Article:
To gain a quick yet sufficient understanding of a new industry the business analyst must choose tools and techniques that generate a high-level, overarching view of the space with the least amount of time investment possible.
The first, and possibly most effective, tool for this purpose is the business entity model. The business entity model (or logical data model) documents the “things” or “nouns” that the business uses or interacts with in order to accomplish their work. Examples might be a bond, a loan, a borrower, a stock, a savings account, etc.
After the entities of the business are identified, attributes which describe each entity are also identified. So a “Borrower” may have attributes such as Name, SSN, Date of Birth, etc. In this way, the attributes further refine our understanding of the "things" within our domain.
Finally, the relationships between entities are identified. For example, a Borrower can have a Loan, and a Loan can have Collateral.
As attributes and relationships are identified for each entity, the business analyst and the rest of the project team can quickly understand the details of the business domain regardless of the level of previous domain knowledge. While a business entity model will continue to be updated and refined over time, creating a basic business entity model early on does not require a great deal of time.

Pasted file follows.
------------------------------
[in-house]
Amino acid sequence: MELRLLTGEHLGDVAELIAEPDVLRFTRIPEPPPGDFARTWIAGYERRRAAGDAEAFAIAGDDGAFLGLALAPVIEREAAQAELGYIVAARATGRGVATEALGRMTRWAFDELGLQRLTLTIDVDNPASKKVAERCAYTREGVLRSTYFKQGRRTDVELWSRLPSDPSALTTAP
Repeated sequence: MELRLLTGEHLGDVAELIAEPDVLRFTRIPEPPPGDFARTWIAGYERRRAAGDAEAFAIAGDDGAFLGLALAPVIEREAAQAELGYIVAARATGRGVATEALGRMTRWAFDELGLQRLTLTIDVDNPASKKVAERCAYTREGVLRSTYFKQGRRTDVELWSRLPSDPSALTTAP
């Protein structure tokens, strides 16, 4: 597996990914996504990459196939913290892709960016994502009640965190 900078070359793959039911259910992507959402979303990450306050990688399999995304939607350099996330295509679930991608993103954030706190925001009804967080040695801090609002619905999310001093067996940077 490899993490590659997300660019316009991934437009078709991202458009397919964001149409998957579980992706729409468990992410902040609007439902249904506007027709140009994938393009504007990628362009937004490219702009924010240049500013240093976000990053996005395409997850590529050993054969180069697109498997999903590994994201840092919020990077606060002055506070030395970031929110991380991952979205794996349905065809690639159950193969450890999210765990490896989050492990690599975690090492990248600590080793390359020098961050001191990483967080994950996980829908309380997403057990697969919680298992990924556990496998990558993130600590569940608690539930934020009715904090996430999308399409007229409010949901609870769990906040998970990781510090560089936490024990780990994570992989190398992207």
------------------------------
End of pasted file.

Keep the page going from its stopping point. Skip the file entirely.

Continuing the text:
Another great tool is the context diagram. The Context Diagram (a specialized version of a data flow diagram) shows a system under consideration as a single high-level process and then shows the relationship that the system has with other external entities (systems, organizational groups, external data stores, etc.) So it maps the domain in terms of processes, the data used by those processes, and the movement of data throughout an organization. In this way, the Context Diagram works hand-in-hand with the Business Entity Model using the information already documented.
posted @ Sunday, December 7, 2014 4:21 PM by Chris Adams